MC: When somebody is coming right at me, I do everything possible not to run into somebody. Whatever is necessary. I mean there are certain rules, certain ways that are designed to avoid collisions. But 90% of the time, that stuff doesn’t apply in a windsurfing situation. The rules of the road for sailing are for boats. The thing is, be in control, don’t run into anybody, and have a good time.
AW: When you go out there do you shout at a lot of people? Tell them to get out of the way?
MC: No, but shouting is good. Making noise is good. The only time you’re going to get run into or hurt is when you are unaware of that person or if you get run into blind. So I’ve had people yell, and thank god they yelled, ‘cause I wouldn’t have known they were there. That’s one way to avoid a collision. It’s usually whoopin’ and hollerin’, you know, you’re downwind of them, you can just shout, “Downwind!”
AW: Could it be that when you are sailing out there that you are so much in the Zen that you don’t see people, and that’s what got you in trouble?
MC: Ah, no, I don’t’ think that’s it. You know, one of the things is, I sail a lot. I know for years, I was such a boardhead, I probably sailed more than anybody in the Gorge. And there’re a couple other people I know, that I see them all the time, they’re always out. And I’ve never had a problem with them. I’ve never had a problem with 99.9% of anybody out there, but just like anybody else, you lose your temper, they lose their temper, but because I’m on the water so much, I see everybody. You’re out there long enough sooner or later you’re going to run into somebody. Well, I haven’t run into anybody, and I’ve been out there a lot.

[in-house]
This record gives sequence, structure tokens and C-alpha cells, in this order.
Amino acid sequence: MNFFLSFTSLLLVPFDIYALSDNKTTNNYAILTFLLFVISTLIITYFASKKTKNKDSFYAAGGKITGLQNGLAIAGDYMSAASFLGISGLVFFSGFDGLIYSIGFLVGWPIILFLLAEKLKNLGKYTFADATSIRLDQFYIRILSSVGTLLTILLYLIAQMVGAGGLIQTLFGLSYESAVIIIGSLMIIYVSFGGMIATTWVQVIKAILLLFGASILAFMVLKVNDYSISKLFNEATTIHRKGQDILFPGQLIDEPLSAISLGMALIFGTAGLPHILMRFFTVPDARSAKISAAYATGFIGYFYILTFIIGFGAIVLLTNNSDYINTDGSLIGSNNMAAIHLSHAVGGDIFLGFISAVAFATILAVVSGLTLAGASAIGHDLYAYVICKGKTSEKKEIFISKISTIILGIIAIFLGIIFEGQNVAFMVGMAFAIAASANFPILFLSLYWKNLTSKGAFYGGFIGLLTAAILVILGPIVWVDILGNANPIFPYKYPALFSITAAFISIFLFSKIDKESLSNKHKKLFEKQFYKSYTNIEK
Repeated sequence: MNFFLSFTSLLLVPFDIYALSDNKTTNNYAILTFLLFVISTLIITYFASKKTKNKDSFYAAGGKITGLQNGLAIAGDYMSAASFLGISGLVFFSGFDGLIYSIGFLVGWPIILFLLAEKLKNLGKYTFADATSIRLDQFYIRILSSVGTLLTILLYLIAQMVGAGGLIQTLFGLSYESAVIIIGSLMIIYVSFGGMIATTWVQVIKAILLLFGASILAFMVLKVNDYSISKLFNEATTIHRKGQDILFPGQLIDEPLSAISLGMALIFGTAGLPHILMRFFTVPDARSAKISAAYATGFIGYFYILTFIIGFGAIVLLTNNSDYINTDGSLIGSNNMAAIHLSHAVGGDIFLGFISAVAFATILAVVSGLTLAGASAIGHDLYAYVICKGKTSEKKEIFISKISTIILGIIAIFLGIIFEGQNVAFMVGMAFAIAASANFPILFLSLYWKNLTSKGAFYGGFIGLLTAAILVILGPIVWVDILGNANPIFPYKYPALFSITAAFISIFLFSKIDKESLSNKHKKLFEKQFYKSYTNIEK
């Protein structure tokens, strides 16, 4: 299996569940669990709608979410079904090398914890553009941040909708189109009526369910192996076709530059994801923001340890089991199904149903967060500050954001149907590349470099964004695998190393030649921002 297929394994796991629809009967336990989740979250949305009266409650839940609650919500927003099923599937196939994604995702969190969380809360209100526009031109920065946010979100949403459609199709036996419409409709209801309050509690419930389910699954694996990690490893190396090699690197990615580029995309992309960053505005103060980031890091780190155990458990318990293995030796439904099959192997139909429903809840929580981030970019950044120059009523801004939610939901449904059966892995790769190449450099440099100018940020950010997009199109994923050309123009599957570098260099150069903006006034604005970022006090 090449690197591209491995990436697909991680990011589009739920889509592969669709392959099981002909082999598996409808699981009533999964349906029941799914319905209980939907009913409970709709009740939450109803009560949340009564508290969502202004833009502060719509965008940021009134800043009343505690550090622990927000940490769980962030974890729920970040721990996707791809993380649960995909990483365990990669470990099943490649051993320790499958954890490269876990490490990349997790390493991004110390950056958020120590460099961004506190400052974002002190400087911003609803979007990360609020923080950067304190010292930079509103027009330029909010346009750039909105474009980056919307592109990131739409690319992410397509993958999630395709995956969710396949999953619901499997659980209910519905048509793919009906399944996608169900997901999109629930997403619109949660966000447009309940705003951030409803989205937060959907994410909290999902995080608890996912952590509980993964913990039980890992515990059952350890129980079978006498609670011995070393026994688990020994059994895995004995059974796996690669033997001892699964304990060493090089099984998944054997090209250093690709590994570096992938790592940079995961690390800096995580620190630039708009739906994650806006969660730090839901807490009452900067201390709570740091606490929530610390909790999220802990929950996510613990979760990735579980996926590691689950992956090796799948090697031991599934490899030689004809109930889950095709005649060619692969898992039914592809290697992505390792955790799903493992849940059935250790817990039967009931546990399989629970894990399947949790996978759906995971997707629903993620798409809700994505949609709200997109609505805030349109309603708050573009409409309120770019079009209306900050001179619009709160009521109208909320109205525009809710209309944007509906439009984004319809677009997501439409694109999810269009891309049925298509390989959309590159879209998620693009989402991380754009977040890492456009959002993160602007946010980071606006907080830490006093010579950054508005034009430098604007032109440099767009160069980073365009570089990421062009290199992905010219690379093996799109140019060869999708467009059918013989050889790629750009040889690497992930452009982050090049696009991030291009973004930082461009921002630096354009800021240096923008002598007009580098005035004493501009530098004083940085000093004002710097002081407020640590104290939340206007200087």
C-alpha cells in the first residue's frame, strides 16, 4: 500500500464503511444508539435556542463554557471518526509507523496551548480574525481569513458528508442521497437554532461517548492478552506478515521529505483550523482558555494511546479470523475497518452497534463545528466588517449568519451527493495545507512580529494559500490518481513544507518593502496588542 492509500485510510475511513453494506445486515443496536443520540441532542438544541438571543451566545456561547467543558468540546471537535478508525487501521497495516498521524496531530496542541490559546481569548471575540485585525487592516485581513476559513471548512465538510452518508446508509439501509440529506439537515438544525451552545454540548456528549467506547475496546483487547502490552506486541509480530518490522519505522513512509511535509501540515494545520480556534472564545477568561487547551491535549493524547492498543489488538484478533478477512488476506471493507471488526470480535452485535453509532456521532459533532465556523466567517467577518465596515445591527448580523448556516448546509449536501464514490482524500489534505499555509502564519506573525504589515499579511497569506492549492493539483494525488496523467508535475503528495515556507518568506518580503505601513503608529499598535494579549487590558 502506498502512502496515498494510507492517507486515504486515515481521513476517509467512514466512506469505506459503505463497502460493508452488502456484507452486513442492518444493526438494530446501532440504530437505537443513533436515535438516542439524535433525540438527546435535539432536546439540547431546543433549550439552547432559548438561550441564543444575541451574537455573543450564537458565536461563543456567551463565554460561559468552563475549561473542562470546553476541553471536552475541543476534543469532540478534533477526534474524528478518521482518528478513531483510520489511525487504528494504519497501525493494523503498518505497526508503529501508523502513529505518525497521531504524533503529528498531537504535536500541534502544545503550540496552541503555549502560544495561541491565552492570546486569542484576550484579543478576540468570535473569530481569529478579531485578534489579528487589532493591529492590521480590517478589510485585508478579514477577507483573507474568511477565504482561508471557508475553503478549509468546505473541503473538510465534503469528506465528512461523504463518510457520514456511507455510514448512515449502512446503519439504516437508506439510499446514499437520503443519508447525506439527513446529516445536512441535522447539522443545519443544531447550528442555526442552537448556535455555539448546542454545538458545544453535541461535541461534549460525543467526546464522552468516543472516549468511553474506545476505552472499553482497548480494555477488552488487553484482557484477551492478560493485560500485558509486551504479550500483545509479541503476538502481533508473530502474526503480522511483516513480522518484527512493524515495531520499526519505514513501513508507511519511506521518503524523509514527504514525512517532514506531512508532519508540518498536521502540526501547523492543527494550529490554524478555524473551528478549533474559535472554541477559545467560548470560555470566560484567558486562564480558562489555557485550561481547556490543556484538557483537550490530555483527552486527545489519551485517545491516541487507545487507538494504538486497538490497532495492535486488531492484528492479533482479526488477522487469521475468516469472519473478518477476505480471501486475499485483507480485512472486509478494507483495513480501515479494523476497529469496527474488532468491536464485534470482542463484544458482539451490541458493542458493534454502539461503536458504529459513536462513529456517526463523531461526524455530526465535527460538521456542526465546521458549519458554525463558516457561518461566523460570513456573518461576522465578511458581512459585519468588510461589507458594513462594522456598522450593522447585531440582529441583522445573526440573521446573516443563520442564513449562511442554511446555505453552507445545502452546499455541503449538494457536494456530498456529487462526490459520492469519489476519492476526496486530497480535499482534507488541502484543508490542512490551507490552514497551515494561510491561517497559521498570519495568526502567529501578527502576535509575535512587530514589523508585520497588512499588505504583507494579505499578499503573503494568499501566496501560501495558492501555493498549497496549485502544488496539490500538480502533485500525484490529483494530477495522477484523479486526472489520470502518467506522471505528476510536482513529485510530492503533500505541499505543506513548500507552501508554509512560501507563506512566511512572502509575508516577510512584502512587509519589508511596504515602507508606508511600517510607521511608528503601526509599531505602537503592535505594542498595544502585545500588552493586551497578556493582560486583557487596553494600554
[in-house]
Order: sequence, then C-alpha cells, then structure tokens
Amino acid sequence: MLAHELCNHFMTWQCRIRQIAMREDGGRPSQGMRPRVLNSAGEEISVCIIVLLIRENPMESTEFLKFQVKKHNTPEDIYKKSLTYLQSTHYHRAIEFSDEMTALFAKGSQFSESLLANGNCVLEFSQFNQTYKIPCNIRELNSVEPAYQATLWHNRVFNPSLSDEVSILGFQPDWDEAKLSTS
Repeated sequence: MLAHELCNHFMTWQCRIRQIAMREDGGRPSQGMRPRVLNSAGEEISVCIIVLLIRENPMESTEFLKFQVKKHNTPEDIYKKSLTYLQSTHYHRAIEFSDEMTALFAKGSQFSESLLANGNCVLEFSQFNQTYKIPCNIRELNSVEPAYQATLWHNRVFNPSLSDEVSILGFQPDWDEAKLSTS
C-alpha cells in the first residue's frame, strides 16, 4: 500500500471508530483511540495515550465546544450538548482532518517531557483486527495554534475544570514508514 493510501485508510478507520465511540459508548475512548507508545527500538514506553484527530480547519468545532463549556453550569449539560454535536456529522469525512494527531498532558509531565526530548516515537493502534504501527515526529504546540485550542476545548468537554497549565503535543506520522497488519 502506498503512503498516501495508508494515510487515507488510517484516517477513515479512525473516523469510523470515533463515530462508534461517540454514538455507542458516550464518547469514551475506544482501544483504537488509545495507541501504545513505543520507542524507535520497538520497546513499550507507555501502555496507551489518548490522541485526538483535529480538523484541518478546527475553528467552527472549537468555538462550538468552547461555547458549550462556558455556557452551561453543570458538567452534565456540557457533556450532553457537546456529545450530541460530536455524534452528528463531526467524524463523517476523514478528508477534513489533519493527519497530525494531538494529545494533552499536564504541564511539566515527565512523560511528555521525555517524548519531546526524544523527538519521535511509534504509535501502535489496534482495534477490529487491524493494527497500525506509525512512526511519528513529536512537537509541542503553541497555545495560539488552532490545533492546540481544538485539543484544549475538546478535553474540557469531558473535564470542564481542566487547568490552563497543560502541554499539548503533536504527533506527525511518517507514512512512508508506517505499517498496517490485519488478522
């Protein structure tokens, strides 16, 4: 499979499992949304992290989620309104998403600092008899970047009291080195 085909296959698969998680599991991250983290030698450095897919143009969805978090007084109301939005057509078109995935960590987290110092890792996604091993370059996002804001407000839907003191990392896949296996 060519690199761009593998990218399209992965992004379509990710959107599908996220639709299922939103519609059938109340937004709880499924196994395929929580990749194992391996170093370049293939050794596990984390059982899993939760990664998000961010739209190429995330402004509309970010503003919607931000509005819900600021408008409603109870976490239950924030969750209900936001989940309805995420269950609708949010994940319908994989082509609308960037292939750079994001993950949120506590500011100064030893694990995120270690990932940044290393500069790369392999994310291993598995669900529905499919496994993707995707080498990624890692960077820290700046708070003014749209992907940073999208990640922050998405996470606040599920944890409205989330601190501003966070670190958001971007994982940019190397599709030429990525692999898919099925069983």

AW: And, now that you’re getting into kite sailing as well, do you think that the danger is even greater?
MC: Kiting definitely takes it up a whole notch in the risk factor. But I don’t know that it’s more dangerous. Maybe more danger to other people. But to yourself, I don’t think it’s any more dangerous than windsurfing.
AW: So what do you say when people say that you are an accident about to happen?
MC: Who says that?
AW: If somebody says that.
MC: You just said that.
AW: I just said that [both laughing]. Now everybody’s going to say that.
MC: Well I guess you could say that about anybody, though. I’ve sailed with you and you know, you’re tearing around out there on this huge board and this huge sail. You’re just screaming around, man you can be scary out there. But you’re in control, you know what you’re doing. I know that one time maybe you were playing around, but you splashed me really good [both laugh]. Actually, the only person I’ve ever run in to was a really good buddy of mine, we were the only two guys out on the water. Sailing at Avery Boat Ramp one day, and I was kind of tagging along behind him, and he turned on a swell, and I kind of figured it was my fault. A lot of people don’t realize when you are behind somebody, you have to totally give right of way to the person ahead of you. You can say, “Oh, I’m downwind, somebody jibed into me.” Well, if somebody jibed into you, you’re coming from behind ‘em. There’s no other way around it. If they jibe into you when you’re alongside them, that’s the only time you have a right of way, that’s called mast to beam. Yeah anyway, he ran into me, that’s my one collision when we were the only two guys for miles around.
AW: So what would you say should be the rules or the etiquette for sailing in a crowded area?
MC: It is a matter of etiquette. Courtesy. Have a smile on your face and always have fun. There’s always going to be people boosting 30-foot airs over your head, and gear flying around, you’ve got to be aware of what’s going on out there, a place like the Hatchery, or something. But there’s plenty of room on the river: go upwind, go downwind. I try to sail the less crowded places. The only reason to sail in the crowded areas is if you’re waiting for the photo-op.
AW: I heard stories that people were going to slash your tires, or chase you down and beat you up.